21 Sunday July 2019
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Overview of Infectious Coryza in PoultryInfectious coryza is an acute respiratory disease of chickens characterized by nasal discharge, sneezing, and swelling of the face under the eyes. It is distributed worldwide. The disease is seen only in chickens; reports of the disease in quail and pheasants probably describe a similar disease that is caused by a different etiologic agent.

In developed countries such as the USA, the disease is seen primarily in pullets and layers and occasionally in broilers. In the USA, it is most prevalent in commercial flocks in California and the southeast, although northeastern USA has experienced significant outbreaks. In developing countries, the disease often is seen in very young chicks, even as young as 3 wk of age. Poor biosecurity, poor environment, and the stress of other diseases are probably the main reasons why infectious coryza is more of a problem in developing countries. The disease has no public health significance.


The causative bacterium, Avibacterium (Haemophilus) paragallinarum is a gram-negative, pleomorphic, nonmotile, catalase-negative, microaerophilic rod that requires nicotinamide adenine dinucleotide (V-factor) for in vitro growth. When grown on blood agar with a staphylococcal nurse colony that excretes the V-factor, the satellite colonies appear as dewdrops, growing adjacent to the nurse colony. V-factor-independent A paragallinarum have been recovered in South Africa and Mexico. The most commonly used serotyping scheme is the Page scheme, which groups A paragallinarum isolates into 3 serovars (A, B, and C) that correlate with immunotype specificity.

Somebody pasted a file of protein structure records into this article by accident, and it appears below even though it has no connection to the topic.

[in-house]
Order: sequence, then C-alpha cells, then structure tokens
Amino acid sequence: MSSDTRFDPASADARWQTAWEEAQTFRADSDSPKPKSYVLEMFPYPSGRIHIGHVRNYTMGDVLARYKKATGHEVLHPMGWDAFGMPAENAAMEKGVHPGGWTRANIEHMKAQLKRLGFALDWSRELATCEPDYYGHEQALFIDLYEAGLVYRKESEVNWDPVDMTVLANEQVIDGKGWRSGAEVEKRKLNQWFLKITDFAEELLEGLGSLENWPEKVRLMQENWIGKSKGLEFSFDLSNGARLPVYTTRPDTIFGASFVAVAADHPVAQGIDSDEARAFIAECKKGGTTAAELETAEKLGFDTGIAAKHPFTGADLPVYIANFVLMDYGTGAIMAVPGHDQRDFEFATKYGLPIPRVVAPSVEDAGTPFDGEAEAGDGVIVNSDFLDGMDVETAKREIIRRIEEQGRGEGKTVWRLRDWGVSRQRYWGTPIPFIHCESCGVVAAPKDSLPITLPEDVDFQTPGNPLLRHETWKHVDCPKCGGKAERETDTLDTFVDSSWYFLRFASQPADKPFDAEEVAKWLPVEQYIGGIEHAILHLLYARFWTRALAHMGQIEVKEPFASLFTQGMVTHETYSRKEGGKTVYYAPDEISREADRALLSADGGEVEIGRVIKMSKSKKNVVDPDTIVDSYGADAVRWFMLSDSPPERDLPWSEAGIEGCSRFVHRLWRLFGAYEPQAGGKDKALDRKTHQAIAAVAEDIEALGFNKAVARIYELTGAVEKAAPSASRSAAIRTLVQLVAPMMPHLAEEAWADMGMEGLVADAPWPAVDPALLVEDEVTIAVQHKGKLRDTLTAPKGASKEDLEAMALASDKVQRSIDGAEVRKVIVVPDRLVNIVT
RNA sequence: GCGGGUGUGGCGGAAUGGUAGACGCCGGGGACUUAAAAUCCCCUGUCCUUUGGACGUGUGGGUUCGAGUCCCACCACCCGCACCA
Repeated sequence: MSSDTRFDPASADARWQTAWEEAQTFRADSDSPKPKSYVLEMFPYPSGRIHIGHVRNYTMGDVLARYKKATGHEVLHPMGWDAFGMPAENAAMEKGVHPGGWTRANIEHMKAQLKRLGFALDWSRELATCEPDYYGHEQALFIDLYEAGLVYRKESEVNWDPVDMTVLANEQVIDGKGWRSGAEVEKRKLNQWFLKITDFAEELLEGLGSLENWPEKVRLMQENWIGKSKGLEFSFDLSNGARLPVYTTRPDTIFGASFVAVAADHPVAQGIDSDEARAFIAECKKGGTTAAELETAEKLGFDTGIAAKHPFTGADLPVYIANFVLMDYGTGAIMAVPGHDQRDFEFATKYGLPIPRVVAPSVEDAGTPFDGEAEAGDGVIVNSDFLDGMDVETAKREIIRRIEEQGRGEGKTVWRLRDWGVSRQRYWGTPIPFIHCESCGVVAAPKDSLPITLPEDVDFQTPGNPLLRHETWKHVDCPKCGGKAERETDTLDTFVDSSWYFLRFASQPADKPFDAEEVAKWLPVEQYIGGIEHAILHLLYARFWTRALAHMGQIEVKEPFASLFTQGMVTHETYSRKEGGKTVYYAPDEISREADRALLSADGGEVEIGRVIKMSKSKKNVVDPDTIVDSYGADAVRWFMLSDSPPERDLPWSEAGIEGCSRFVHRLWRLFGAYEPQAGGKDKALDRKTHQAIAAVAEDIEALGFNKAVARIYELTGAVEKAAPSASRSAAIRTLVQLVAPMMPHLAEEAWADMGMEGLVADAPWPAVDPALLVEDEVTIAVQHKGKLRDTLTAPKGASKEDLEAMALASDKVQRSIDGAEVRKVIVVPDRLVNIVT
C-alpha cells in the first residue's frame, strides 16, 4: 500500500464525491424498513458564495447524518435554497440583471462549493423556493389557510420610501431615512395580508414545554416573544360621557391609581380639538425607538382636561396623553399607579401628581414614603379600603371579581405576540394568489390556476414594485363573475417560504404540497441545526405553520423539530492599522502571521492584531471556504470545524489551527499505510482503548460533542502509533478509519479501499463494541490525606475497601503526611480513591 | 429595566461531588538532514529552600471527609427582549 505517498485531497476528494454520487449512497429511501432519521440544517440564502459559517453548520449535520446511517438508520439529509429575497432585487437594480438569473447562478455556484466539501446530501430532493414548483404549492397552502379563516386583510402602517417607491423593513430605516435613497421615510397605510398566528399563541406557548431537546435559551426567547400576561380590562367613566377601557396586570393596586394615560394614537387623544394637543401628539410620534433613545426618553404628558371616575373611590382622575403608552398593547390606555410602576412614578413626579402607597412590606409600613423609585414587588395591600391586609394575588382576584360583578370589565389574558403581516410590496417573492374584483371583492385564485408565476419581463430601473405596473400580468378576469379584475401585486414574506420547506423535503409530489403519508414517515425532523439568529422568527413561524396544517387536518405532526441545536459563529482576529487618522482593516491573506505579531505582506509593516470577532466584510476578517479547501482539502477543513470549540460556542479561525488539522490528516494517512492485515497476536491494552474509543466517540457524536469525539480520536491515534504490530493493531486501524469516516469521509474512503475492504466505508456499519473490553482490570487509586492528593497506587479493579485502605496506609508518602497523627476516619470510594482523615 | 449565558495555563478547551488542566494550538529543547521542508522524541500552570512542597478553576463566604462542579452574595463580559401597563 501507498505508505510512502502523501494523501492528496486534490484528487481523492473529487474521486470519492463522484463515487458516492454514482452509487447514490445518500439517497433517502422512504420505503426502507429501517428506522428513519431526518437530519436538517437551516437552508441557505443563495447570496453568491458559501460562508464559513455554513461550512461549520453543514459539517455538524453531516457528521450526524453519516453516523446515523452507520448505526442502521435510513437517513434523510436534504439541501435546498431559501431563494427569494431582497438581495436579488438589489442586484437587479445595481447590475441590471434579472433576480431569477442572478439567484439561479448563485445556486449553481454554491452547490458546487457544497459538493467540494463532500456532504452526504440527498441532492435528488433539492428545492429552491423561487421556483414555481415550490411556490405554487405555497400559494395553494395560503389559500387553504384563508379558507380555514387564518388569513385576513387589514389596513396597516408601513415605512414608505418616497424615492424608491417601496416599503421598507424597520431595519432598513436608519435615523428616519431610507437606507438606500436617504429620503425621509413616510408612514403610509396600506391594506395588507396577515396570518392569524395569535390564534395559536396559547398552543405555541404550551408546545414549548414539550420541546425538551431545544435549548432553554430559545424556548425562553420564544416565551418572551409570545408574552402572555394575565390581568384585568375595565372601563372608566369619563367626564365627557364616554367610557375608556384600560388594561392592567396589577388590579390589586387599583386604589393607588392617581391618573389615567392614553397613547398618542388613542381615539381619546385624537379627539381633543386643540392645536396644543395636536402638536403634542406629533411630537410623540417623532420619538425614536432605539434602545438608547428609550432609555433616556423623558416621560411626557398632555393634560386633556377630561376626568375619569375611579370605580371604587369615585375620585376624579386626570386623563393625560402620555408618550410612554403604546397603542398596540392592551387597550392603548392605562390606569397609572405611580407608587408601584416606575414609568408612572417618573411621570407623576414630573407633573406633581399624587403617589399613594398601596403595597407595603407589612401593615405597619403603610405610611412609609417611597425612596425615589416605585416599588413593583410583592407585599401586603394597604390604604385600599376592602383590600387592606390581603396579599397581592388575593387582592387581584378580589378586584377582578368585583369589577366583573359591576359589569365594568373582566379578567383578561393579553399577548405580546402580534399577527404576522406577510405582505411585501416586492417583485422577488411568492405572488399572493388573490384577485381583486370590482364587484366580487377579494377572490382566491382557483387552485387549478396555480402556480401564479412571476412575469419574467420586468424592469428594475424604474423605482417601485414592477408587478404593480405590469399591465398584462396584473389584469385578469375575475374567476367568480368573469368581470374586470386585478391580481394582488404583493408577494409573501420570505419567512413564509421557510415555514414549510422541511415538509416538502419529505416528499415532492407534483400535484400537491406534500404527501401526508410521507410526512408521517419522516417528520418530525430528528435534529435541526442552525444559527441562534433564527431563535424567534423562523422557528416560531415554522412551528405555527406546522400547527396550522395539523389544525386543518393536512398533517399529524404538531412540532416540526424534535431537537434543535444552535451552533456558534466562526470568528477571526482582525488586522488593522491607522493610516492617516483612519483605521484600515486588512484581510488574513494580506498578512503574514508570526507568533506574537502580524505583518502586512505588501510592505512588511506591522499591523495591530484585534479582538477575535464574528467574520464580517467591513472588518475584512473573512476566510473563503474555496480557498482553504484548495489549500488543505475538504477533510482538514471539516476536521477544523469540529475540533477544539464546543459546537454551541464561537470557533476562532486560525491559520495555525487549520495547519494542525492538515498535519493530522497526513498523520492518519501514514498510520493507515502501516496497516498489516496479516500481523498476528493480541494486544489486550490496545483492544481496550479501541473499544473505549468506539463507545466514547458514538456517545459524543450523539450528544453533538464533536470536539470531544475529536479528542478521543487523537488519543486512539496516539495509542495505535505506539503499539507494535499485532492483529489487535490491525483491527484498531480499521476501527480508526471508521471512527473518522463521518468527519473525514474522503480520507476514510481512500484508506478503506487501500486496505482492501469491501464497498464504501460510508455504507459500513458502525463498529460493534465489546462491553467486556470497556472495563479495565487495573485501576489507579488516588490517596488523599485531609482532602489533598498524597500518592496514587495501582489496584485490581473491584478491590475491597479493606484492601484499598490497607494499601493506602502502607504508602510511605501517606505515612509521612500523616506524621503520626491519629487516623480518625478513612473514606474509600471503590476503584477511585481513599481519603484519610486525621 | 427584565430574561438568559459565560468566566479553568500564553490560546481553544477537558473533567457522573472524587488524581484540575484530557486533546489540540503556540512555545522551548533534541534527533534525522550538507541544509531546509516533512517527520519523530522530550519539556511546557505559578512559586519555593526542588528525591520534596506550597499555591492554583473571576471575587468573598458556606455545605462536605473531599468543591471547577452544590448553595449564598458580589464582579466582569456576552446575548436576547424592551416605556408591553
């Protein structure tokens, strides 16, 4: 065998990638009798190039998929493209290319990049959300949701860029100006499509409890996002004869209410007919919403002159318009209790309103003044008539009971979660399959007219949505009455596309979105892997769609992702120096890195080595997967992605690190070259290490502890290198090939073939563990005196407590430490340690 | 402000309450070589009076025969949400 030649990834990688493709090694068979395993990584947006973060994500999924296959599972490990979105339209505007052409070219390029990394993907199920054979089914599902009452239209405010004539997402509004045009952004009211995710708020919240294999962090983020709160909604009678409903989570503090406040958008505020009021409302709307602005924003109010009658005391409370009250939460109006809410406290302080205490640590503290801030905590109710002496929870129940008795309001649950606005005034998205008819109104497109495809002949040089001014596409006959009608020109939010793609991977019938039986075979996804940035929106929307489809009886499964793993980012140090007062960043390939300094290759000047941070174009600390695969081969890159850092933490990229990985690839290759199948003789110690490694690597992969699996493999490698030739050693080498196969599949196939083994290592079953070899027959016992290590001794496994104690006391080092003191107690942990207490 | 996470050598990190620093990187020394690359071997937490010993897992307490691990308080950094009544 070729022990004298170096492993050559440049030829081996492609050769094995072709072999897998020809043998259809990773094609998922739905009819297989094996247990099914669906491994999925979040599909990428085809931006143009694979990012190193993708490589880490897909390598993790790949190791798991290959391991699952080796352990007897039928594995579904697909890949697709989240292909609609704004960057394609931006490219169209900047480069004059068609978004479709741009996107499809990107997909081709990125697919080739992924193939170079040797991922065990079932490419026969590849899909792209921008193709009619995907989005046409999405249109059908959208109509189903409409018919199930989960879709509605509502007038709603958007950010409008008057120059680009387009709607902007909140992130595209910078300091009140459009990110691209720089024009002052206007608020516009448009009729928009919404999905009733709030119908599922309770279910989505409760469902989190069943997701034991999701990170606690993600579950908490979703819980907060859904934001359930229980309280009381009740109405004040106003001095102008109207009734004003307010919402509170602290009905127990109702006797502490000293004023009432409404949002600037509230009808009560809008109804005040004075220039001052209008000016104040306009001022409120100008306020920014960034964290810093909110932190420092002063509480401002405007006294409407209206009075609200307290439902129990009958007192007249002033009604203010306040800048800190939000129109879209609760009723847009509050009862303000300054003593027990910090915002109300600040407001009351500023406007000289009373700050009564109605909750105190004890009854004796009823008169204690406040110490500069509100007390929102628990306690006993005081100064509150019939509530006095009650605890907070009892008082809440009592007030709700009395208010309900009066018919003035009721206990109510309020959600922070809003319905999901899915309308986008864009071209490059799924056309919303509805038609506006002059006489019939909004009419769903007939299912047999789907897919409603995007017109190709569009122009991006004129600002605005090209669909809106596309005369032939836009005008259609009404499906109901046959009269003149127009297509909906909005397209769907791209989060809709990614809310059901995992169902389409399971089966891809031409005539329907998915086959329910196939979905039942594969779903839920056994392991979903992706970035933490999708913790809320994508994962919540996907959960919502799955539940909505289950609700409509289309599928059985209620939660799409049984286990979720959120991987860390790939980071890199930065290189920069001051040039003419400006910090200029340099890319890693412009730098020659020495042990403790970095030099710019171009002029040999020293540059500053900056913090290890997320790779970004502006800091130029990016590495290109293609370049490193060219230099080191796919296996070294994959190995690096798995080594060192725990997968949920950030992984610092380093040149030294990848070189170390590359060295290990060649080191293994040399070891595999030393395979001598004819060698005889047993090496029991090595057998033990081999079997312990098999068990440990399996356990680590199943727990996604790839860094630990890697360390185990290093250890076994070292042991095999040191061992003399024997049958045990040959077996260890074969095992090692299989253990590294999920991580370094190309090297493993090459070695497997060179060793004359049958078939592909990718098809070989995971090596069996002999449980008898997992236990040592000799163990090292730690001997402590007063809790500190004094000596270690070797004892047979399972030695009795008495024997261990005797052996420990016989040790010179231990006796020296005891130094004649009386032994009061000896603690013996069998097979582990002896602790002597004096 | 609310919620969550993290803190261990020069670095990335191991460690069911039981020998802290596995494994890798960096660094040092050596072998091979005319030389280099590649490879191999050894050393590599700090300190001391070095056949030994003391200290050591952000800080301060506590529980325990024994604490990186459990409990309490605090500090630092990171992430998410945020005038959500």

Epidemiology and Transmission

Chronically ill or healthy carrier birds are the reservoir of infection. Chickens of all ages are susceptible, but susceptibility increases with age. The incubation period is 1–3 days, and the disease duration is usually 2–3 wk. Under field conditions, the duration may be longer in the presence of concurrent diseases, eg, mycoplasmosis.

 Infected flocks are a constant threat to uninfected flocks. Transmission is by direct contact, airborne droplets, and contamination of drinking water. "All-in/all-out" management has essentially eradicated infectious coryza from many commercial poultry establishments in the USA. Commercial farms that have multiple-age flocks tend to perpetuate the disease. Egg transmission does not occur. Molecular techniques such as restriction endonuclease analysis and ribotyping have been used to trace outbreaks of infectious coryza.

Clinical Findings

In the mildest form of the disease, the only signs may be depression, a serous nasal discharge, and occasionally slight facial swelling. In the more severe form, there is severe swelling of one or both infraorbital sinuses with edema of the surrounding tissue, which may close one or both eyes. In adult birds, especially males, the edema may extend to the intermandibular space and wattles. The swelling usually abates in 10–14 days; however, if secondary infection occurs, swelling can persist for months. There may be varying degrees of rales depending on the extent of infection. In Argentina, a septicemic form of the disease has been reported, probably due to concurrent infections. Egg production may be delayed in young pullets and severely reduced in producing hens. Birds may have diarrhea, and feed and water consumption usually is decreased during acute stages of the disease.